UMC says "Holidays don't have to equal weight gain" - KCBD NewsChannel 11 Lubbock


UMC says "Holidays don't have to equal weight gain"

LUBBOCK, TX (KCBD) - As we hit the holiday season and feast on all its trimmings, there's no wonder the average American gains five pounds or more between Thanksgiving and New Year's Day, according to the American Medical Association.

From Thanksgiving through the last drop of champagne at New Year's, healthy, sensible eating habits are all but forgotten. Regular exercise is often put aside during family visits and holiday travel.

But, you can avoid gaining weight, said Amy Ashmore, MS, RD, LD, University Medical Center chief clinical dietitian.

"With a few simple tips, the holidays still can be enjoyed to the fullest without putting on those extra pounds," Ashmore said. "The key is moderation and sticking to some sort of exercise, even during a disrupted routine."

It's not nearly as hard as you think, she added. Keep these things in mind this holiday season:

  • Eat a good breakfast that includes protein. Protein takes longer to digest and helps you feel full longer. So you're less likely to fill up during those hors d'eouvres parties.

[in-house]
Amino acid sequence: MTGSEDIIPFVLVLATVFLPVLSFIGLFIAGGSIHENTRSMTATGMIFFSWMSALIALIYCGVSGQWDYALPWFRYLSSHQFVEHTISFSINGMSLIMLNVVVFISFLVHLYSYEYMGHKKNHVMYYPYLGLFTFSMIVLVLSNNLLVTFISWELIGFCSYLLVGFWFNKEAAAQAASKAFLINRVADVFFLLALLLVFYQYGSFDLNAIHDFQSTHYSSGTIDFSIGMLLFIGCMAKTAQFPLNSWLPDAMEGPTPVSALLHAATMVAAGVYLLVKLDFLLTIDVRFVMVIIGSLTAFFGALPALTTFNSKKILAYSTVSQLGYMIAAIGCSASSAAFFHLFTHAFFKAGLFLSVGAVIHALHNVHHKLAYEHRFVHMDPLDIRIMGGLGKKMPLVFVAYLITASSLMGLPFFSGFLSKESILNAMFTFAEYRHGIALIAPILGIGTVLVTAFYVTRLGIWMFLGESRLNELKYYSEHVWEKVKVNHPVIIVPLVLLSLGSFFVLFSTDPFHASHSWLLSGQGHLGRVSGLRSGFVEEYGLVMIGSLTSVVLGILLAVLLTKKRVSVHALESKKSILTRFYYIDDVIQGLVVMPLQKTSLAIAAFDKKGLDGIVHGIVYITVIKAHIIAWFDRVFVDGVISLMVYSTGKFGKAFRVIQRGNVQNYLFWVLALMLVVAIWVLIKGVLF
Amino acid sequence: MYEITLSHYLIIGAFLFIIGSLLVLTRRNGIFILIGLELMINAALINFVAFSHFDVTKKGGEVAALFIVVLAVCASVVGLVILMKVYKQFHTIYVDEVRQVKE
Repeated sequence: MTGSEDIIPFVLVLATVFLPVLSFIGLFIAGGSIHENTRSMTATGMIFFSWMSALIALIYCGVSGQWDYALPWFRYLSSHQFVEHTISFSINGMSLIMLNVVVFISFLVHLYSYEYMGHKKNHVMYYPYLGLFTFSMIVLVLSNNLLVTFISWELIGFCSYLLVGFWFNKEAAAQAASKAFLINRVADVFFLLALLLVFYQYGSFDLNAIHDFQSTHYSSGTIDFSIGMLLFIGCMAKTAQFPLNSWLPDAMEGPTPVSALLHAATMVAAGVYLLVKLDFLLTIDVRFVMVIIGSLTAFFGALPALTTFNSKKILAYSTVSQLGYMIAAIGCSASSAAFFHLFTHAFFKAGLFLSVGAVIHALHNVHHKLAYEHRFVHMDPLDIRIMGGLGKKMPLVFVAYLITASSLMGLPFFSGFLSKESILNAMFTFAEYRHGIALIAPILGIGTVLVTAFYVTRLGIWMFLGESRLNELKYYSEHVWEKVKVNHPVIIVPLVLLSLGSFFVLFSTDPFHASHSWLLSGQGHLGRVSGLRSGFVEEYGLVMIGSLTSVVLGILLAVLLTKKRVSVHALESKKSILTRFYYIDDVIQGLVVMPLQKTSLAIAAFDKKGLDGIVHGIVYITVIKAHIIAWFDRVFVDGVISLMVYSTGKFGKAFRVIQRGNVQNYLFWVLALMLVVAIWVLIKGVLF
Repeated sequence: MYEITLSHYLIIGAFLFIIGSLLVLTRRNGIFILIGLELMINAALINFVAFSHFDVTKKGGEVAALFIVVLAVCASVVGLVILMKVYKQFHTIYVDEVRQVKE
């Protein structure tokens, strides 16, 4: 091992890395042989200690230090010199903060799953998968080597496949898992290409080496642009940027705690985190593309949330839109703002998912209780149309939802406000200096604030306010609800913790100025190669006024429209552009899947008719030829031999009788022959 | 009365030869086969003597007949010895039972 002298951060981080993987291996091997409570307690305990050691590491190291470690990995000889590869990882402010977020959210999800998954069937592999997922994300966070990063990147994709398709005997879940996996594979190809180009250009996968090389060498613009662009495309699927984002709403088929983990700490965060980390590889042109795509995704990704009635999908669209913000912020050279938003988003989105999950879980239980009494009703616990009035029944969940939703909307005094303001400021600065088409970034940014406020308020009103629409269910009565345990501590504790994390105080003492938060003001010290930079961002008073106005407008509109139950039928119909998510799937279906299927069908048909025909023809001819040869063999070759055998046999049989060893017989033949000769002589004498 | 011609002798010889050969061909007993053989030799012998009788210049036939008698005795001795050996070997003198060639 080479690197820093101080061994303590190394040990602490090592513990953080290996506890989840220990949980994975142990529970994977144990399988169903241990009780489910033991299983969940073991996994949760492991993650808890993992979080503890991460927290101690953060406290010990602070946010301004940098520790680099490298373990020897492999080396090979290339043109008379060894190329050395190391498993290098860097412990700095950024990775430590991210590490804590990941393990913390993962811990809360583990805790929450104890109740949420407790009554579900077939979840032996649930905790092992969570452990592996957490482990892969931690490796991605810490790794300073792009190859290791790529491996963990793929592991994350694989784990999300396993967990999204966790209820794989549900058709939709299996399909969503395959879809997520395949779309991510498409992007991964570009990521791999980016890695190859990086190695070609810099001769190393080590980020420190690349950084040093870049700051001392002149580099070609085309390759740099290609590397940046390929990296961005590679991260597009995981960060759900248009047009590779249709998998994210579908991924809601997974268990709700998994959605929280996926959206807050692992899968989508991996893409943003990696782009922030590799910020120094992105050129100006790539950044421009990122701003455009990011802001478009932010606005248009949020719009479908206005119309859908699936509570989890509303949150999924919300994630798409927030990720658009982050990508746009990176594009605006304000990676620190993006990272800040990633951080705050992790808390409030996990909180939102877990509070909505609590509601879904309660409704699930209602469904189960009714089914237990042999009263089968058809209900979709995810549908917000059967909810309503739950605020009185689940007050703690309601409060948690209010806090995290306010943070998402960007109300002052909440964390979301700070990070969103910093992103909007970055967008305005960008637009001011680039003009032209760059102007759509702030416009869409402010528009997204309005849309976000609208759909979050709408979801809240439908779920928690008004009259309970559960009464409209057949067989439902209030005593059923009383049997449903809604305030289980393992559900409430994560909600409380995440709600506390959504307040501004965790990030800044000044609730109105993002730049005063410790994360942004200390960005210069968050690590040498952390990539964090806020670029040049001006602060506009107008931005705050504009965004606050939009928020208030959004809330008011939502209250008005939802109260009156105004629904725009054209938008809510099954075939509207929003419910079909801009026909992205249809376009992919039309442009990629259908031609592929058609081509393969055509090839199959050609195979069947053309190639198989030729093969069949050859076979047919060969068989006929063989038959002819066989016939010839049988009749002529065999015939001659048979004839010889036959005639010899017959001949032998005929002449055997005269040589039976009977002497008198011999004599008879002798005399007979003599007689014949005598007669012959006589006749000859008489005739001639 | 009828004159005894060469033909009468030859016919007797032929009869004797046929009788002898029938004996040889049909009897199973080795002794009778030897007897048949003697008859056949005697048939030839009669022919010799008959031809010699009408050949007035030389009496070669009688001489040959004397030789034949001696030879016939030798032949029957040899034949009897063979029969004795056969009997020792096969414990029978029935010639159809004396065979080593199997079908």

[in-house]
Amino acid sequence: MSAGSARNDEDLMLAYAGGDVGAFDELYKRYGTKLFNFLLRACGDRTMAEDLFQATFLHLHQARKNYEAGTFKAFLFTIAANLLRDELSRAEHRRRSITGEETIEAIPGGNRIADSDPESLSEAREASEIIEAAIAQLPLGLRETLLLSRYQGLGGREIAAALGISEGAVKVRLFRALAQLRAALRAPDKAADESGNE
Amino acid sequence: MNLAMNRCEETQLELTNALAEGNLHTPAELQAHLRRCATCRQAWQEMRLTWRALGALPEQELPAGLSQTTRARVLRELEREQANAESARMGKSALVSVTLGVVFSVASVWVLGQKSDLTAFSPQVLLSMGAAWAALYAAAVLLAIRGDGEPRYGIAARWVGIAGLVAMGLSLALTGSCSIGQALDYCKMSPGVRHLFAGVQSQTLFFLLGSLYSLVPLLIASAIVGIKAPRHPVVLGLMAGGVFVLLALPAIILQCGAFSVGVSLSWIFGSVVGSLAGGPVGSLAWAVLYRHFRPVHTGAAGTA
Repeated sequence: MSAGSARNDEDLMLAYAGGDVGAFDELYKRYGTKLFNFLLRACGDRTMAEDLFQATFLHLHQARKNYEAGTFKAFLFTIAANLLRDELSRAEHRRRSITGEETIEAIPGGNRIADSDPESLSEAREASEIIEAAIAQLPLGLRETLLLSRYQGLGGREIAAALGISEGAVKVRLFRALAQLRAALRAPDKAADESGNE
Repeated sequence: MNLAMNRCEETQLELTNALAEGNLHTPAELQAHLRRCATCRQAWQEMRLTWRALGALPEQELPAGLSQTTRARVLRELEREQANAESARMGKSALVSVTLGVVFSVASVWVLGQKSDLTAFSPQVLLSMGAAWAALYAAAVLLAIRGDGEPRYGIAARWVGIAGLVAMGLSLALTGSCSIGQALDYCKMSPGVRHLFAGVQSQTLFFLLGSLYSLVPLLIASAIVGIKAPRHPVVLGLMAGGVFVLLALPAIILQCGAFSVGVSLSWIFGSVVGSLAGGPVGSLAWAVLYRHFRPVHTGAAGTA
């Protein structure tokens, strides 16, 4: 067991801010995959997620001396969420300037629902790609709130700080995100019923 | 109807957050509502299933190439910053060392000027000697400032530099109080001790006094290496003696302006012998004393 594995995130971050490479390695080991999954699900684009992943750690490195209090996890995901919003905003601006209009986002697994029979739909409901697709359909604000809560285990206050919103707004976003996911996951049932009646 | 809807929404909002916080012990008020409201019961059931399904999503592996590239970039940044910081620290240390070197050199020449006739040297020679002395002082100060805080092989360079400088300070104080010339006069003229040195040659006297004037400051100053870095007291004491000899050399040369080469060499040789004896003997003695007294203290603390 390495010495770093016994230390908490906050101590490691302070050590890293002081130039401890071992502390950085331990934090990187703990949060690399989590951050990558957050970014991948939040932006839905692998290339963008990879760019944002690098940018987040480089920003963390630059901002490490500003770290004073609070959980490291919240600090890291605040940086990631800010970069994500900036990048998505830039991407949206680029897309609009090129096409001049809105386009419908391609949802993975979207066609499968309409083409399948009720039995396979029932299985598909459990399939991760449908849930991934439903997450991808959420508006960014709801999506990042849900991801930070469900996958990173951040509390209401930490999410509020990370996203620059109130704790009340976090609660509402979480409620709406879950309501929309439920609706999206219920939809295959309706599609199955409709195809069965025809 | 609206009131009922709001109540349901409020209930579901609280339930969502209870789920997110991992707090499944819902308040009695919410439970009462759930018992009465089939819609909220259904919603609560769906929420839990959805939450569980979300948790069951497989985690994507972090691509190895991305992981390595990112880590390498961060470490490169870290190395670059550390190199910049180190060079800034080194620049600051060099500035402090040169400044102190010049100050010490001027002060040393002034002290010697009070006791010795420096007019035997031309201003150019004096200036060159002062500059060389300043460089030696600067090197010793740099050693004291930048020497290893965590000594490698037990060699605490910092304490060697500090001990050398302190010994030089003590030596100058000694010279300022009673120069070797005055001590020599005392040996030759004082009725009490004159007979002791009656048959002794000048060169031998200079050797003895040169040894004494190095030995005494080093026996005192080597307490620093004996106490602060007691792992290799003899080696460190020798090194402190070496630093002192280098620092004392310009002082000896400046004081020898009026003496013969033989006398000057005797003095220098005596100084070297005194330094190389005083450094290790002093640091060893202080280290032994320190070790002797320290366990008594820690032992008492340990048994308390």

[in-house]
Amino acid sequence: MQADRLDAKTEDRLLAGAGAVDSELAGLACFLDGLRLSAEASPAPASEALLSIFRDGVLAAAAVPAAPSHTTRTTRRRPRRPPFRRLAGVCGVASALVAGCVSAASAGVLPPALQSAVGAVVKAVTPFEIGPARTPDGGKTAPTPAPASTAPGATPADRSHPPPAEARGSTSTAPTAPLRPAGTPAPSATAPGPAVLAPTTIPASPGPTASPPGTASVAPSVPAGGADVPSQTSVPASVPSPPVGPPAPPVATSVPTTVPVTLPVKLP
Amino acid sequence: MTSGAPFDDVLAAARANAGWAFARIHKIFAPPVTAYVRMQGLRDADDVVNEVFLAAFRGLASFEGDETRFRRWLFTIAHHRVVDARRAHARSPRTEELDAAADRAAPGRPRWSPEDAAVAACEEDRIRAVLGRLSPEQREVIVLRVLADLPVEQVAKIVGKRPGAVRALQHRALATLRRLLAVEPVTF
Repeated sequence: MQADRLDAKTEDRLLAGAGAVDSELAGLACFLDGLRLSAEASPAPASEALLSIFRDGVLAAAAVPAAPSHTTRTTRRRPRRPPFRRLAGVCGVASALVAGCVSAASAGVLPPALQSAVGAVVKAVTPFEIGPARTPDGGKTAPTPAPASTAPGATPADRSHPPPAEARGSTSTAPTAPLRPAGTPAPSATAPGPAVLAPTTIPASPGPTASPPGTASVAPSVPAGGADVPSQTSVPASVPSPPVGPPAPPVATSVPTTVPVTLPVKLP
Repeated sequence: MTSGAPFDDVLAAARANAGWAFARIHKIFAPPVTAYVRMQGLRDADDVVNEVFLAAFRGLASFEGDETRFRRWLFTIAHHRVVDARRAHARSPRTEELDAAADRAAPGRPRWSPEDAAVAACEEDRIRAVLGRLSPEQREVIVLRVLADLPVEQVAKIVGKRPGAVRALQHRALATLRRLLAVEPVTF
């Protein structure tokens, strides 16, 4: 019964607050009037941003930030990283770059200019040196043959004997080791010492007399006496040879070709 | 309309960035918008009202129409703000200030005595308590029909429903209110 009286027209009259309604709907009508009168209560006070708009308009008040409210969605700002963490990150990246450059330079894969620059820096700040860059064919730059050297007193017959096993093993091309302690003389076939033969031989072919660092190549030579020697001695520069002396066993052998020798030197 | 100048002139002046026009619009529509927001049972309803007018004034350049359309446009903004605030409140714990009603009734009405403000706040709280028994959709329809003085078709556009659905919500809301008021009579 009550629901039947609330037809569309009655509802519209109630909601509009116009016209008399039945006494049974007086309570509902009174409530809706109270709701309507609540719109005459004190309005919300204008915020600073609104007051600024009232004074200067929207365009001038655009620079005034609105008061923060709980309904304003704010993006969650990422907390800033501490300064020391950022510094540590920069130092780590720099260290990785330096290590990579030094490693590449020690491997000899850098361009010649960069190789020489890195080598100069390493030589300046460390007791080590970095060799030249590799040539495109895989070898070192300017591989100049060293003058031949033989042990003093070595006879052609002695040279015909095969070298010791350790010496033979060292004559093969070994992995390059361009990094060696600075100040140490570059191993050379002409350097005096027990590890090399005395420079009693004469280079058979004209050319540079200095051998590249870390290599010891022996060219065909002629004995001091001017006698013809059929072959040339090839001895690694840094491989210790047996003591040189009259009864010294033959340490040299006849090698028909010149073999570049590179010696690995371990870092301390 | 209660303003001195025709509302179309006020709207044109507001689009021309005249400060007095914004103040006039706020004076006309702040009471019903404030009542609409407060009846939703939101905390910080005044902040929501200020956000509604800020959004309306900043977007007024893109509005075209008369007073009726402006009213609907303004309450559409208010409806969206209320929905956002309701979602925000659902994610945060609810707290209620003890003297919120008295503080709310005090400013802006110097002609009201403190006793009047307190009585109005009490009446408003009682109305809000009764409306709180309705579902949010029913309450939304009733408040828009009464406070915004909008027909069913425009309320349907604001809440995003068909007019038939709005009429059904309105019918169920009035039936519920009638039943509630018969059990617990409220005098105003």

• Don't graze – put your choices on one plate. And when it's gone, be done!
  • Remember that alcohol contains a lot more calories than you might think. Be sure to drink in moderation.
  • Don't give up your exercise regimen. Make a pact with family or friends to walk each day or find some other fun way to include exercise, no matter how short!
  • Consider simple, healthy changes in some of your holiday recipes. For example, use almond slivers instead of the greasy, fried onion topping on green bean casserole. Also, serve holiday gravies and sauces on the side.
  • Remember to eat your holiday meals slowly. It takes 20 minutes for the brain to tell the stomach you're full. If you stuff yourself in 10-15 minutes, you'll only be miserable later.
  • Don't forget that vegetables and low-fat dips are a great treat at parties. Offer to bring veggie offerings whenever possible. They're good for you, and they don't pack on the pounds. Unsalted pecans and other nuts are also a good alternative, in moderation.
  • Pies, cakes and sweet treats of all kinds abound during the holidays. There's no harm in enjoying them. But, don't eat an entire piece of each! Small portions are key, and make sure you leave room from your main meal.

"It's hard during the holidays to think only about the taste and not the hunger," Ashmore said. "You've got to be cognizant about separating the two! And remind yourself, it'll be so much easier for your New Year's resolution not to be to have to take off what you put on during the holidays."

UMC Health System is the leader in comprehensive healthcare delivery in West Texas and Eastern New Mexico. Founded in 1978, it is home to the region's only level I trauma center, the Timothy J. Harnar Burn Center, the UMC Heart Center, the UMC Southwest Cancer Treatment and Research Center and the UMC Children's Hospital.

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